By Rayna Penelova
Let’s face it, emerging market investments are not for the faint of heart. They behave more like the roller coasters of global equity markets, contrasting the lower volatility of the developed world.
For example, the S&P has done well this year and we continue hitting all-time highs with a 17.6% year-to-date return. However, emerging markets have been the real star of the show this year with a 33.5% return YTD (in USD). In 2015, however, the story was different. The S&P 500 produced a mediocre return of 1.4% for the year, while emerging markets cratered 14.9% (Source: Bloomberg)
Over the past year, the global economy strengthened and Emerging Markets have performed well. At the same time, the dollar weakened. This provides a double benefit to U.S.-based EM investors. The lower dollar also provides relief to countries with higher dollar denominated debt, which benefit from lower repayment costs measured in their home currency. With the dollar declining so quickly over the past year, many investors are becoming concerned about its possible rebound and how that would affect emerging markets in the near future. Nobody wants a repeat of the 1997 Asian debt crisis, which saw debt-to-GDP ratios jumping from 100% of GDP to 167% in the four large Association of Southeast Asia Nations.
However, conditions today are quite different. The external debt for emerging markets has indeed been climbing, however, so has GDP levels in the EM space; up from about 2 trillion dollars in 2007 to more than $6 trillion today. As a result, the external debt-to-GDP ratio is sitting near the long-term average, slightly above 22%. In addition, emerging markets’ foreign exchange reserves have nearly doubled in the same time. In the event that the dollar suddenly rises, emerging markets will be more prepared and should be able to mitigate this headwind by spending some of their foreign exchange reserves. (Source: Bloomberg, IMF-April 2017)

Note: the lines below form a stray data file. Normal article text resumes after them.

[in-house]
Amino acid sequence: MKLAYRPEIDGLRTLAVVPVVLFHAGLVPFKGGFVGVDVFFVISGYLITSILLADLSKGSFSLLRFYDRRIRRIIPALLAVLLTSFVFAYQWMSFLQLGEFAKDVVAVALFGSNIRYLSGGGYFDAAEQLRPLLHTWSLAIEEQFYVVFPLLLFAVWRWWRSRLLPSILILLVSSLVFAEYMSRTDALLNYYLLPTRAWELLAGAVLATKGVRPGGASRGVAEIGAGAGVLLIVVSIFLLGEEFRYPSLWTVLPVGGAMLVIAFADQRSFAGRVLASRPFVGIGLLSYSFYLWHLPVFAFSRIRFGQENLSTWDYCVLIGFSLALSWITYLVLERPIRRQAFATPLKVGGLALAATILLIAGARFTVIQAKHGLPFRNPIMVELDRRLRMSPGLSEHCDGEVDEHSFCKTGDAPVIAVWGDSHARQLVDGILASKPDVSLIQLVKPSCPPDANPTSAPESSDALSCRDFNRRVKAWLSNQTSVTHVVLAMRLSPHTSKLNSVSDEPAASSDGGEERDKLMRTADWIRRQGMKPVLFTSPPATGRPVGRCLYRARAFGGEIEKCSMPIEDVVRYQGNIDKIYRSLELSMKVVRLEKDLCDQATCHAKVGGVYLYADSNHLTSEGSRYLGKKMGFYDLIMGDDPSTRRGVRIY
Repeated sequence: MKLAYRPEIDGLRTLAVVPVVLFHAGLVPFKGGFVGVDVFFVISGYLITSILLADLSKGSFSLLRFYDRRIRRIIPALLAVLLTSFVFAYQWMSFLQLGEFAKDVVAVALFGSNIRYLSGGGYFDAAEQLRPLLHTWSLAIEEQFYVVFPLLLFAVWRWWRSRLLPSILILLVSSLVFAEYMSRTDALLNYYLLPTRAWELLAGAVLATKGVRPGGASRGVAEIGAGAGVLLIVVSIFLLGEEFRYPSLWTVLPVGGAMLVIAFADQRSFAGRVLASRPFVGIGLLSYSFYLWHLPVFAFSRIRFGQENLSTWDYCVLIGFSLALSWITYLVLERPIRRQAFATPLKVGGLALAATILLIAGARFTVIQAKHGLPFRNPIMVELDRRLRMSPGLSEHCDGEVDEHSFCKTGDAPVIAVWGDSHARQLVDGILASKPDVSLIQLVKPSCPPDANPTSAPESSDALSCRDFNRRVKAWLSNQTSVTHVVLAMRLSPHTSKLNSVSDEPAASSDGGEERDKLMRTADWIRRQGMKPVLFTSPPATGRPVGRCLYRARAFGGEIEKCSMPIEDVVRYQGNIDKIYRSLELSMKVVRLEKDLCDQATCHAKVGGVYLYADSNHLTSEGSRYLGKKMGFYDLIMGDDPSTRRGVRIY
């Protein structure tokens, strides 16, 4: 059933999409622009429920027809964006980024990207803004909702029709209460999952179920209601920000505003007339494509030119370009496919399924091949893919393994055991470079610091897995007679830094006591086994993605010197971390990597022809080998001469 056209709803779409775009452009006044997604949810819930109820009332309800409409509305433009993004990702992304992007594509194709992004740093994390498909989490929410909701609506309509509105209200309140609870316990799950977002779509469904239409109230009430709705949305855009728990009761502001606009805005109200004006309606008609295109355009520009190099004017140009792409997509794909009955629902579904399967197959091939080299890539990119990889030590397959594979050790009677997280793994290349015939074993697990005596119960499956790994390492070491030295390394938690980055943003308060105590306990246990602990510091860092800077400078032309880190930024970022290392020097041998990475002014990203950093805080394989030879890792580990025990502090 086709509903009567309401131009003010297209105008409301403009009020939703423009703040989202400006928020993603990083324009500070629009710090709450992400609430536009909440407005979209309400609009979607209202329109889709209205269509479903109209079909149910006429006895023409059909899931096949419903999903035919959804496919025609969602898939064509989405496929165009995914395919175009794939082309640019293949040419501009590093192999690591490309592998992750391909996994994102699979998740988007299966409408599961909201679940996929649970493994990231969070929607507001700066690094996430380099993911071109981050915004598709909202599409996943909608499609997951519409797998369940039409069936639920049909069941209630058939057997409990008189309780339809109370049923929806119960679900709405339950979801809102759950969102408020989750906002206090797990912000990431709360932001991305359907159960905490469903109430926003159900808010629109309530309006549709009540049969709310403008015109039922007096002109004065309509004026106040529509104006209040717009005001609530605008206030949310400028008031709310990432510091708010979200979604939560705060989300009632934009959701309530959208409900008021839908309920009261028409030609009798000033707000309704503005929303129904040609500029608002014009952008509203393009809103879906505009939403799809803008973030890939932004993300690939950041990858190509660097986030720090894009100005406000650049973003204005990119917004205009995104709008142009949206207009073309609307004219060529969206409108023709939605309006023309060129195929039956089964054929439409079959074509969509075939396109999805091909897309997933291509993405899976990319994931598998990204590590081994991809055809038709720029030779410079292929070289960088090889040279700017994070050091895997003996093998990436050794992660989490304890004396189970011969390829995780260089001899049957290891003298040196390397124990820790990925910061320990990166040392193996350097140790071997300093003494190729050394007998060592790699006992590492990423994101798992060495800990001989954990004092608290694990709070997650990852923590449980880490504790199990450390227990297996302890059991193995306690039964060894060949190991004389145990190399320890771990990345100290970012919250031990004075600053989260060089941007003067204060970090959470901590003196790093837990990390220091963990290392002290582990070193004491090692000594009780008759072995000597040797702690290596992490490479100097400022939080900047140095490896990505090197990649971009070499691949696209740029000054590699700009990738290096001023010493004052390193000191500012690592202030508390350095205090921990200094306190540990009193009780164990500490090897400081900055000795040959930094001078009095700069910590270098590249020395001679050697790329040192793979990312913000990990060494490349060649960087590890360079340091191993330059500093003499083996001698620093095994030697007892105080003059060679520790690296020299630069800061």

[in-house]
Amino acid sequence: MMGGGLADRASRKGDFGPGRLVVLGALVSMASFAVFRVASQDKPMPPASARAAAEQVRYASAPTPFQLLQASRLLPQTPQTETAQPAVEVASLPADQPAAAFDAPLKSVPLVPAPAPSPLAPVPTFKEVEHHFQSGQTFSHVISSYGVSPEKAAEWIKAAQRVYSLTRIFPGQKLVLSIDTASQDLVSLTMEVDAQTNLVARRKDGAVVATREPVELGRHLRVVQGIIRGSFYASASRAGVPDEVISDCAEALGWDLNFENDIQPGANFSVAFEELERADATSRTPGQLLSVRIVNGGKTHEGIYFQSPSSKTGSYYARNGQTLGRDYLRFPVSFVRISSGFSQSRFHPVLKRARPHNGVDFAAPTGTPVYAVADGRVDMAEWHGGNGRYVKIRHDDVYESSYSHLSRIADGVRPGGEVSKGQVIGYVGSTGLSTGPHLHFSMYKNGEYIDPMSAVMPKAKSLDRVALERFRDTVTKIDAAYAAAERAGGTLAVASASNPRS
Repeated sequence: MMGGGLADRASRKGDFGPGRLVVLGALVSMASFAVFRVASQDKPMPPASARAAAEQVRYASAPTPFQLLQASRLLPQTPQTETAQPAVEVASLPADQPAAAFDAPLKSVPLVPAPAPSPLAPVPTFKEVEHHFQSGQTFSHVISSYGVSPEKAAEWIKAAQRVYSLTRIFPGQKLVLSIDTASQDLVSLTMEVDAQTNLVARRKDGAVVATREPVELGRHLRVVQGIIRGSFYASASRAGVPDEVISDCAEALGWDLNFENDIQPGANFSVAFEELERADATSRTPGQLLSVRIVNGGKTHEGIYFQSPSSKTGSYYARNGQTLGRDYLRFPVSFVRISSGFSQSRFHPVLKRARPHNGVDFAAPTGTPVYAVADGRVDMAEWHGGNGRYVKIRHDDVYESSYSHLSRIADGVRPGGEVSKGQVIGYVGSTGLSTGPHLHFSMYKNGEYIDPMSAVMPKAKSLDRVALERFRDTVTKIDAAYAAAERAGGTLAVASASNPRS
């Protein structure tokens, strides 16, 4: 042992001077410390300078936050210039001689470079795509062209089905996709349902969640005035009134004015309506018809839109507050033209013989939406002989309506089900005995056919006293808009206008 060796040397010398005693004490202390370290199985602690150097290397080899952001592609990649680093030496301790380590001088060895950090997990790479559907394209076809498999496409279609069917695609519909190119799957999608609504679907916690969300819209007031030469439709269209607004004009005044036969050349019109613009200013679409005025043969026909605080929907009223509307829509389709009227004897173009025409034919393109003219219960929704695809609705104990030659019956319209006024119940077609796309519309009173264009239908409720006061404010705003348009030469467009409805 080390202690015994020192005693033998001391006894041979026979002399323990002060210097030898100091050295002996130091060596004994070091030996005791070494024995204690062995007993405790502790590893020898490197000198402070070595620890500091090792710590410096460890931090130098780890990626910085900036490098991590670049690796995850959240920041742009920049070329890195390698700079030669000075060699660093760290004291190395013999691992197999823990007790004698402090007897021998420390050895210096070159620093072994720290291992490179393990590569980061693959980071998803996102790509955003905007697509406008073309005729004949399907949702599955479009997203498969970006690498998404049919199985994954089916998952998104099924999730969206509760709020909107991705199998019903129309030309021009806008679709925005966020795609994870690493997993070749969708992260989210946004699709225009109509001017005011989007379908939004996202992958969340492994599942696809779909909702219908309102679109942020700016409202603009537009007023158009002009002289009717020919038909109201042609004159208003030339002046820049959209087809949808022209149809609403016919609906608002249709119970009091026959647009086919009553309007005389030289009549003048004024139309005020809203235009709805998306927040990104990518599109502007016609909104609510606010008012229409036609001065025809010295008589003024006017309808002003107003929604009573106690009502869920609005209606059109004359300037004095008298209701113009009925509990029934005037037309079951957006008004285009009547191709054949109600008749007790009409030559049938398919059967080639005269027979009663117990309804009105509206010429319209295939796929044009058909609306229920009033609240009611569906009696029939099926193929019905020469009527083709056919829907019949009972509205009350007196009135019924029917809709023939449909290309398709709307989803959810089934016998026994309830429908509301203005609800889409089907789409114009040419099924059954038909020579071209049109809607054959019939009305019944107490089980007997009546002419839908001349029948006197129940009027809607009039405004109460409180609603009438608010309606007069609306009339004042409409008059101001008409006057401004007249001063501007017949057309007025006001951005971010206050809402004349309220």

Not only are emerging markets becoming more developed in their capital structure, they are also becoming more internally focused. One of the characteristics of developed economies is the strong middle class and the economic resilience that stems from it. If exports are a smaller part of the economy, then the economy becomes less susceptible to external shocks from currency fluctuations or demand troubles abroad. Therefore, it is noteworthy that India and China are projected to be the fastest growing middle classes in the world over the next 30 years. This means that consumer-focused products, and the services industries in those countries, should grow at a fast pace.
OECD Development Centre Working Paper No.285
The emerging consumer is a compelling long-term growth theme. A long-term growth trend like this is the exactly the type of catalyst we look for when making investment decisions.
This, coupled with the stronger relative position of EM economies, leads me to believe emerging markets should continue to outperform in the years to come. As emerging markets emerge, the way investors look at the EM space will need to evolve, which could provide additional support to the investment thesis.
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